Daylight Savings Time & TV Schedules

Being as it’s the time of year when most of us turn the clocks back 1 hour in an oft-debated ritual, I’ve got a somewhat less-asked question: What happens to TV schedules? Do executives have to come up with an additional hour of programming every fall, knowing that they can’t complain because the next spring they have one less hour to fill? Do they take the lazy way out and just repeat the 1 o’clock thru 2 o’clock hour a second time? And how can I find out what the schedule is? What do TV guides show in the spring when there’s an entire hour that’s completely skipped? Emptiness? Programming that’ll never air?

Anybody here a TV executive or work at TV Guide who knows the answer?

On the TV listings on Yahoo!, the schdule goes 1:00, 1:30, then goes back to 1:00 when it would normally be 2:00, then continues normally. The scheduling is not repeated. Presumably, they just chese an hour’s worth of additional programming to stick in there. It’s at a time when few people are watching anyway.

Over here they seem to find even more “informercials” to fill the time.

I noticed a real increase in the number of 1-900 informercials.

I’m glad I used my extra hour efficiently.

your question has been answered, so now i have one. i was confused when you made it seem like there’s an hour of programming the stations MUST fill. Is this a law? ive heard something similar concerning radio stations so i could see that extending to TV. So, is there some legal obligation that would stop a station from airing test patterns? or nothing? In that vein, if they transmitted no signal, would you get static?

Why would they air test patterns when they can air infomercials, and get paid for it? (Some channels here aren’t allowed to run infomercials, but they’re mostly specialty channels and can always throw in an extra episode of Trading Spaces or something.) I didn’t notice anything really unusual in the TV schedule tonight; most late-night TV isn’t rigidly scheduled and it’s not hard to stick in another infomercial or a rerun of Saturday Night Live or something like that. My ‘interactive guide’ (digital cable) had 1:00 and 1:30 twice, and the clock on the decoder box went from the first 1:59 to 1:00 before continuing normally, like a PC does.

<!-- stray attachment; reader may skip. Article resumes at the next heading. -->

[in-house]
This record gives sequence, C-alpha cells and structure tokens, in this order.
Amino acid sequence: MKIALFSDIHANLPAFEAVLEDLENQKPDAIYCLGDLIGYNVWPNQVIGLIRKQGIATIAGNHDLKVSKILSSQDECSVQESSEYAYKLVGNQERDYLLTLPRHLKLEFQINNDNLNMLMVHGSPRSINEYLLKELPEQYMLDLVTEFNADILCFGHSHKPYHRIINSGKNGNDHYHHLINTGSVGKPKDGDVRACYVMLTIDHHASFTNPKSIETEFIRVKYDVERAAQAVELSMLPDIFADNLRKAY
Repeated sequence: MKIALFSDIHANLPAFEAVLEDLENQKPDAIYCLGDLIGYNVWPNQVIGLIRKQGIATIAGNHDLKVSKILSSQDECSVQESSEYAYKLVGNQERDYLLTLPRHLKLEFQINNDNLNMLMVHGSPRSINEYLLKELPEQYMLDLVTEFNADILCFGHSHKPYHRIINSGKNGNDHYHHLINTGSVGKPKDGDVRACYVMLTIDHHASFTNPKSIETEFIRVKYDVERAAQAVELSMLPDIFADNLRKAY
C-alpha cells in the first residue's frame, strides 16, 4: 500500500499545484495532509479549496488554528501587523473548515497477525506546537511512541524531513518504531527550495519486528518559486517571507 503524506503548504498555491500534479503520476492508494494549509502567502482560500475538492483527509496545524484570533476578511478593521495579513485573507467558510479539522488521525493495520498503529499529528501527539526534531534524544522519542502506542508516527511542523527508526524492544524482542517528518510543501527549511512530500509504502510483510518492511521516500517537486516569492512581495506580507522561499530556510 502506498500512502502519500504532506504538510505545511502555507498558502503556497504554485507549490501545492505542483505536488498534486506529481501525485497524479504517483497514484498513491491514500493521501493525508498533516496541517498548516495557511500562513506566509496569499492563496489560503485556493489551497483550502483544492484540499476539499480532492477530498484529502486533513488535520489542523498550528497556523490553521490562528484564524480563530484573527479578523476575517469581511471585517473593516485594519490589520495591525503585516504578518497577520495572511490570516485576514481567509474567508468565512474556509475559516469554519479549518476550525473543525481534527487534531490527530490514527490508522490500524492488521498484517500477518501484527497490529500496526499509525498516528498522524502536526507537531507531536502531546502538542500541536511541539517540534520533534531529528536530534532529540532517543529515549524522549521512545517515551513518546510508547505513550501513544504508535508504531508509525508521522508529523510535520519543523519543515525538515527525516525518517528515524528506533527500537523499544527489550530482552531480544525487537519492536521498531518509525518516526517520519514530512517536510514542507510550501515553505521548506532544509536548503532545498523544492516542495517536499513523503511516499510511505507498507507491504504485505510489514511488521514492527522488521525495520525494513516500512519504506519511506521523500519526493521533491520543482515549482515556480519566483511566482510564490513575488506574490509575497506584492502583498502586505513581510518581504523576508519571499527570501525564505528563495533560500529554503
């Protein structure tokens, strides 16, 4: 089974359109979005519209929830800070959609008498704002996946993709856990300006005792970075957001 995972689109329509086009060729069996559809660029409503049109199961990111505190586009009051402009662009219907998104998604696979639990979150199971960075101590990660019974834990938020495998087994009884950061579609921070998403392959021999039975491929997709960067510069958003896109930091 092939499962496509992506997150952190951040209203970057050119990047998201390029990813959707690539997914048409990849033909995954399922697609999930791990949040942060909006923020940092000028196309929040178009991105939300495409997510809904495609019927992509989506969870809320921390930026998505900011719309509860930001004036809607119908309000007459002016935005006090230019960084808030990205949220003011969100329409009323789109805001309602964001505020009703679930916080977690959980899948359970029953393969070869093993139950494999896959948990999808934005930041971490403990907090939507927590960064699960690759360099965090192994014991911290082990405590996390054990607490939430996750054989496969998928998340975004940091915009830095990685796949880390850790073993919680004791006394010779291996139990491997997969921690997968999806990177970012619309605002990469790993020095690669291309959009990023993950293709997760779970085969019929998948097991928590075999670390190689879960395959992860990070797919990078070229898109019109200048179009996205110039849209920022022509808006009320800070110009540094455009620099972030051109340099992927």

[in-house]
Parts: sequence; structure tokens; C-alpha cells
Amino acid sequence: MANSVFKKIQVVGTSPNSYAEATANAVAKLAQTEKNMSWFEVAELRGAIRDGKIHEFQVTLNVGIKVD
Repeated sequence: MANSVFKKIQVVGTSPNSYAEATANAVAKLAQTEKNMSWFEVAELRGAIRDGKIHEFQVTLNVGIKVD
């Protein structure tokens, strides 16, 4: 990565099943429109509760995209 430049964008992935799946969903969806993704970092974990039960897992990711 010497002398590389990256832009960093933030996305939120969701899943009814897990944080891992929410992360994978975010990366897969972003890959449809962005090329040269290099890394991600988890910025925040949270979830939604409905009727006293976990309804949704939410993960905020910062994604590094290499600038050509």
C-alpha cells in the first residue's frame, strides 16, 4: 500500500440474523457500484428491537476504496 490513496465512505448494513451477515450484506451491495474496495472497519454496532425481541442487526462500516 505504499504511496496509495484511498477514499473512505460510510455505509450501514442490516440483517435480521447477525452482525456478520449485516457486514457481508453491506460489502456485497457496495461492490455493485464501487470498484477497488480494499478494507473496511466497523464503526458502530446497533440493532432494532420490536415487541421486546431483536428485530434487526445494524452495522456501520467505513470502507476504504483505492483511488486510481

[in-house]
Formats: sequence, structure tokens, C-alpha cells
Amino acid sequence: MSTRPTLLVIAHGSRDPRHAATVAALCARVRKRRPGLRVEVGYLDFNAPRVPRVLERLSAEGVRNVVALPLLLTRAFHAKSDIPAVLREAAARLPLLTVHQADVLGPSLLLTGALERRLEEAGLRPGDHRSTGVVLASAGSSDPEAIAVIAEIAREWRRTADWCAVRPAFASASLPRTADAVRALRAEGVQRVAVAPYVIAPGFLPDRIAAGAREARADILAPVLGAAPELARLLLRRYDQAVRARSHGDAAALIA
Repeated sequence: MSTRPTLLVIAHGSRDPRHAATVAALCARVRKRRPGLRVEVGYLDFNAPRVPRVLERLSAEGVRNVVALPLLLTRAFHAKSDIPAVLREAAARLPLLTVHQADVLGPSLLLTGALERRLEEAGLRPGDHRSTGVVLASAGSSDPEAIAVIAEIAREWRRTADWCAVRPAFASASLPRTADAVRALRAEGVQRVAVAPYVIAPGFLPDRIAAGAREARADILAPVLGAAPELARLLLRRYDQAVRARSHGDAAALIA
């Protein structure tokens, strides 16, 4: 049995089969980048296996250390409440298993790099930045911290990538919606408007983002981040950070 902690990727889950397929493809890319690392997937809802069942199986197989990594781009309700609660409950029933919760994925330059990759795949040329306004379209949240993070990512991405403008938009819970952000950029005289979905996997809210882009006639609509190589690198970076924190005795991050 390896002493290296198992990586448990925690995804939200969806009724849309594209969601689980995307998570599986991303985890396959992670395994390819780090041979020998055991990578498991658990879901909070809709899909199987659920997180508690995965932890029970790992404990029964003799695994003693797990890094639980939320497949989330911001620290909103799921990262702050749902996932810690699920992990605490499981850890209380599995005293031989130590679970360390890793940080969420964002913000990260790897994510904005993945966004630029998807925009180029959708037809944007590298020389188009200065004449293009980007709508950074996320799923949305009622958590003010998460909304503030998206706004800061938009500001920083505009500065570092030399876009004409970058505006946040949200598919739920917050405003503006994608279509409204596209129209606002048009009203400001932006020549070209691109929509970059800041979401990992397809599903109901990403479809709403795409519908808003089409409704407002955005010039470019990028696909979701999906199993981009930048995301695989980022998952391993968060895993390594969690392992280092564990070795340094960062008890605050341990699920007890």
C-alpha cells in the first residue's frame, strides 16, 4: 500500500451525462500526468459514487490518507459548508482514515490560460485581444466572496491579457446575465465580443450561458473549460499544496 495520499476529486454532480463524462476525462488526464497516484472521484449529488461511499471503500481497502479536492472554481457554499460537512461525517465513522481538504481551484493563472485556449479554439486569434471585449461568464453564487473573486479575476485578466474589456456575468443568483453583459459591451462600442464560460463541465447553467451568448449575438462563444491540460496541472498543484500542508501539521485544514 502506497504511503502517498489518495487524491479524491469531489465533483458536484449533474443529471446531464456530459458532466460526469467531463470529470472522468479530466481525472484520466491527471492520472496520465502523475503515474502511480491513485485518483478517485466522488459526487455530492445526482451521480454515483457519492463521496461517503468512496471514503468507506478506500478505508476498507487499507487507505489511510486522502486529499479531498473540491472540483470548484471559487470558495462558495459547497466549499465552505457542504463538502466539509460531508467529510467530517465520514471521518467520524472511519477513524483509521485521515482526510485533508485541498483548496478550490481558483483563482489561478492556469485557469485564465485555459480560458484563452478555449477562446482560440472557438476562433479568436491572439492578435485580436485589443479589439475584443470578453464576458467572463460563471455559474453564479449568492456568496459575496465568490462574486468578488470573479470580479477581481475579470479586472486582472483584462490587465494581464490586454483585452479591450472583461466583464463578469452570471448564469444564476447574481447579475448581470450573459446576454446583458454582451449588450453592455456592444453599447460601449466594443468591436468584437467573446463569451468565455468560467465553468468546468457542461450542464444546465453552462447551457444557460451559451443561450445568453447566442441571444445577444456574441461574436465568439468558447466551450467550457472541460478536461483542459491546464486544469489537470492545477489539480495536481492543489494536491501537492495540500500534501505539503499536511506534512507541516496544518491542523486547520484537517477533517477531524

Very few channels ever broadcast test patterns anymore – usually it’s small-town network affiliates that don’t have 24-hour programming. Mostly, everyone shows infomercials. If they weren’t broadcasting anything, you’d get static, but you rarely see static anymore. Digital TV decoders display a blank screen, maybe with a ‘no signal available’ message, when there’s no signal. No matter what the source of the signal, most modern TVs will mute the audio and display a black or blue background instead of static. (On some TVs you can turn this off, which you might need to do if you were receiving off-air and it was showing a blank screen instead of a weak signal.)

i’m not saying they WOULD, im asking if legally they COULD. But thanks for the other answers.

The local UPN affiliate shows a test pattern monday morning from 1:30-5:30, so I’m guessing it’s legal.

I have no idea why they do it either.

aBTW, it’s Daylight SAVING Time, not Daylight Savings Time.

Aren’t we in Eastern Standard Time now? I thought DST was the one in the spring.

In the U.S., TV stations are licensed to operate 24 hours a day (I know that sounds obvious, but remember, there are still AM radio stations required to sign off at sunset.)

That doesn’t mean they are required to go 24/7. There are a fair number of stations who still don’t have 24-hour programming. Of course if a station didn’t fill the vast majority of its time with something, there’d be an effort on someone’s part to get its license revoked.

A station can keep its transmitter on and show test patterns, or turn everything off for maintenance and repairs.

And yes, if they don’t transmit, you get static.